“Remember that you are dust, and to dust you will return.”
So begins the yearly Christian season known as Lent on February 26th, a follow-up of sorts to the season of Advent, which concludes on April 9th.
While during Advent we celebrate the various “comings” of Christ—first as a baby born to take away the sins of the world, and second as the victorious king come again to put the world to rights—during Lent we traditionally take a more contemplative posture, examining ourselves and our own mortality in order to personally identify with what Christ did to break our chains of sin.
In the book of Hebrews we find the perfect marriage of these two important Christian seasons:
Since all his “children” have flesh and blood, so Jesus became human to fully identify with us. He did this, so that he could experience death and annihilate the effects of the intimidating accuser, who holds against us the power of death. By embracing death Jesus sets free those who live their entire lives in bondage to the tormenting dread of death (Hebrews 2:14–15).
Consider this: Jesus became one of us and lived our life in order to experience our death, so that he could break the power of death reflected in the opening words above! This is what we reflect upon and celebrate during the season of Lent.
For those who are unfamiliar with Lent, it is a forty-day journey of self-reflection and self-denial that prepares the believer for Holy Week, leading to Good Friday and Resurrection Sunday. Throughout this period Christians are invited to examine themselves as they remember the suffering and sacrifice of Jesus on their behalf. It’s also a time for setting aside our past sins and failures in light of the blessed future hope of who we will become by God’s grace. Accompanying this season of repentance is fasting, almsgiving, reflection, and prayer.
Lent officially begins with Ash Wednesday, a solemn service in which we’re called to remember our mortality and express our need for God’s mercy and forgiveness. We are invited to remember that one day we will return to the dust from whence we came, and it is by God’s gracious gift that we will be resurrected from the dead and given everlasting life.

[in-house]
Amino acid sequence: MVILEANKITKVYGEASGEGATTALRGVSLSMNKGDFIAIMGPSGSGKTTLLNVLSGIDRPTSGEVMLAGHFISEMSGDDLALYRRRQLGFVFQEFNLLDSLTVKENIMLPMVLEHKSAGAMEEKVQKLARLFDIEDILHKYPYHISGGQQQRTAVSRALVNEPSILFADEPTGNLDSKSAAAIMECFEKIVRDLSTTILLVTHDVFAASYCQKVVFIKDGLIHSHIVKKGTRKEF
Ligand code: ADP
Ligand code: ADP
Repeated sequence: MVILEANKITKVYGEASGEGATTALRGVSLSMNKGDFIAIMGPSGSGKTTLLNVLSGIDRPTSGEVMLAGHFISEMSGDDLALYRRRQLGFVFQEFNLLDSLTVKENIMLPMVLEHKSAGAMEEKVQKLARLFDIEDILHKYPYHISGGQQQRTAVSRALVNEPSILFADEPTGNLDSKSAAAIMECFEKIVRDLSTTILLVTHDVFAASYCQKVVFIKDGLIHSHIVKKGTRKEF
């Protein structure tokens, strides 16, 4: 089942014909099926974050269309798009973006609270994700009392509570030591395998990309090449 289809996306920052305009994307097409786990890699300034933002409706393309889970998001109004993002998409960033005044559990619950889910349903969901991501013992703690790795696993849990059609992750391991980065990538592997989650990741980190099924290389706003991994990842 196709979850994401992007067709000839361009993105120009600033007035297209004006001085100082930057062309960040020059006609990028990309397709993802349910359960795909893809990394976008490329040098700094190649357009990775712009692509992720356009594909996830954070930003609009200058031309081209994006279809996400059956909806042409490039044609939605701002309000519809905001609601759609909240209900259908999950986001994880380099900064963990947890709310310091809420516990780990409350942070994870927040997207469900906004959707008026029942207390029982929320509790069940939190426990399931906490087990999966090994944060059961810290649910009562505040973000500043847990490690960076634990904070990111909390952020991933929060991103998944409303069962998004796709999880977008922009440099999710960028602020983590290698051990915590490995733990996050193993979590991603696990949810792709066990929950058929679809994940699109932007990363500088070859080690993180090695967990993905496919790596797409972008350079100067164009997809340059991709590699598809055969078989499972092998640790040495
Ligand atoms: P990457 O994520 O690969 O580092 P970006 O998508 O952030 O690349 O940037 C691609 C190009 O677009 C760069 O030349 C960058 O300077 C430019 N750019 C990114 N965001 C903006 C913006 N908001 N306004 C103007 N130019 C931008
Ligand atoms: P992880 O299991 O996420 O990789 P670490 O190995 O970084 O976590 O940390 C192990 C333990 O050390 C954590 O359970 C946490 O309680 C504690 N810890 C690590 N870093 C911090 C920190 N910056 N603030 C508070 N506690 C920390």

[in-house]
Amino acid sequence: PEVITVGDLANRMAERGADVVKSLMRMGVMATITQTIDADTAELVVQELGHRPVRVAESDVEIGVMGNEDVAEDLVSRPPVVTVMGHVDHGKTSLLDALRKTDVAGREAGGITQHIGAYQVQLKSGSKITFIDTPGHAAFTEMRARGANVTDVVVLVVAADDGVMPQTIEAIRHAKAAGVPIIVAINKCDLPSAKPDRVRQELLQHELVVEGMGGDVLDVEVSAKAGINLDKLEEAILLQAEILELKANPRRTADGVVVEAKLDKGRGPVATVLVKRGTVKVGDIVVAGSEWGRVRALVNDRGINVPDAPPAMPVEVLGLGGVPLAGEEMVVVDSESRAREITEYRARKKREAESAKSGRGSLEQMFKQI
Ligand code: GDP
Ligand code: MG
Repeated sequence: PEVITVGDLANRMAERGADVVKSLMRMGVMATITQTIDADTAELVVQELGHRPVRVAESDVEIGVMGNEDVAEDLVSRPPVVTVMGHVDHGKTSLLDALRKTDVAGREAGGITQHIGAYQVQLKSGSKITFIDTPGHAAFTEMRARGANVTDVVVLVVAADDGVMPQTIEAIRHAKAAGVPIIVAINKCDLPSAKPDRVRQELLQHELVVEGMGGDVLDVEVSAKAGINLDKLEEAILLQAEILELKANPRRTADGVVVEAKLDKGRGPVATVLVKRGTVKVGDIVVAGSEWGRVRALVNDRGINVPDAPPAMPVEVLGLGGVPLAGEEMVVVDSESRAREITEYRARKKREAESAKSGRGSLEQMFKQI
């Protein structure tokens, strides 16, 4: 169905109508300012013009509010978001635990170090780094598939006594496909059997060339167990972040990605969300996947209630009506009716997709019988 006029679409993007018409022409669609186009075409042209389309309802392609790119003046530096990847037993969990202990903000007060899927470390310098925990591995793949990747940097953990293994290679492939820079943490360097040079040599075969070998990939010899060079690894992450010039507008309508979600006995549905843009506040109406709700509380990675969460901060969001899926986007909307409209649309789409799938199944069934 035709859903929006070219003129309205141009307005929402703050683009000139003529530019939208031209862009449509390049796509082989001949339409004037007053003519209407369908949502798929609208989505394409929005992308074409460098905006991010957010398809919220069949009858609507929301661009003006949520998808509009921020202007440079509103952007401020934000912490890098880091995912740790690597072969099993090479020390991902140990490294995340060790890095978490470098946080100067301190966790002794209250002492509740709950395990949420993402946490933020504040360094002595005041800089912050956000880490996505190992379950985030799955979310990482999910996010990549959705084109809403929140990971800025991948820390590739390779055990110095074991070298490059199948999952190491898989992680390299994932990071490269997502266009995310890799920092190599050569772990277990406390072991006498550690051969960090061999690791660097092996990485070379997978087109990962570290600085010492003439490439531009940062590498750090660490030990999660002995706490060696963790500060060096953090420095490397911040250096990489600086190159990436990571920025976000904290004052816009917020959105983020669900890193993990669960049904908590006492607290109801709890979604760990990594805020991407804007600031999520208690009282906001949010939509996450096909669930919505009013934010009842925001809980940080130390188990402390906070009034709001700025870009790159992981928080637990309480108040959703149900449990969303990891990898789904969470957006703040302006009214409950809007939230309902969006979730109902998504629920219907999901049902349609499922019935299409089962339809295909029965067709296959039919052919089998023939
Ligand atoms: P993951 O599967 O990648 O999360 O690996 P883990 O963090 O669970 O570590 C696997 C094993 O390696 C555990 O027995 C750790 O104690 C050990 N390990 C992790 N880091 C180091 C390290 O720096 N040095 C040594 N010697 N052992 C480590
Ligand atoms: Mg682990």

“Even when we were dead and doomed in our many sins, he united us into the very life of Christ and saved us by his wonderful grace! 6He raised us up with Christ the exalted One, and we ascended with him into the glorious perfection and authority of the heavenly realm, for we are now co-seated as one with Christ!”Ephesians 2:5-6 TPT
“For since we are permanently grafted into him to experience a death like his, then we are permanently grafted into him to experience a resurrection like his and the new life that it imparts.”Romans 6:5 TPT
Traditionally, this season has been marked by fasting from food and entertainment as a way to experience, in some way, Christ’s own self-denial. You may have known a friend or coworker who gave up chocolate or Facebook, wine or TV—perhaps you yourself fasted from something or some experience for Lent as a way to prepare for Easter. While it may sound silly, these forty days of self-denial are meant to help believers identify with and understand the depths of Christ’s own self-denial on our behalf through his suffering and sacrifice on the cross.
But why forty days? The number “forty” is deeply scriptural: God sent rain for forty days and nights during the great Noah flood; Moses spent forty days on Mt. Sinai with God; the children of Israel wandered in the wilderness for forty years before gaining the Promised Land; and Jesus went into his own wilderness and fasted for forty days, where he was tested and tempted by Satan before he began his ministry.
So it is this deep, biblical history that inspired early Christians to begin setting aside these days to focus the heart and prepare the soul to celebrate the most important events in history: the death and resurrection of Jesus Christ. And it is this practice that inspired The Passion Translation’s Grace and Hope: A 40-Day Devotional for Lent and Easter, written to bless your walk through the Lenten and Easter seasons.
We hope this Lenten season will encourage and inspire your faith in the One who bore our pain and shame, so that you could be declared “Not guilty!” and enjoy everlasting life in the age to come!
This blog content was taken from Grace and Hope: A 40-Day Devotional for Lent and Easter, in which, for each of the forty days Lent is observed, Monday through Saturday, we have selected a meaningful passage of Scripture for meditation. You’ll also find a short devotion based on that day’s reading and a special Lenten prayer to help guide you through this holy season of self-reflection and self-denial, prayer and fasting, repentance and remembrance—all to prepare you for the hopeful words, “It is finished!” and the even more wondrous words, “He is risen!” If you would like to follow the Grace and Hope Lenten devotional this season, you can find more information by clicking here.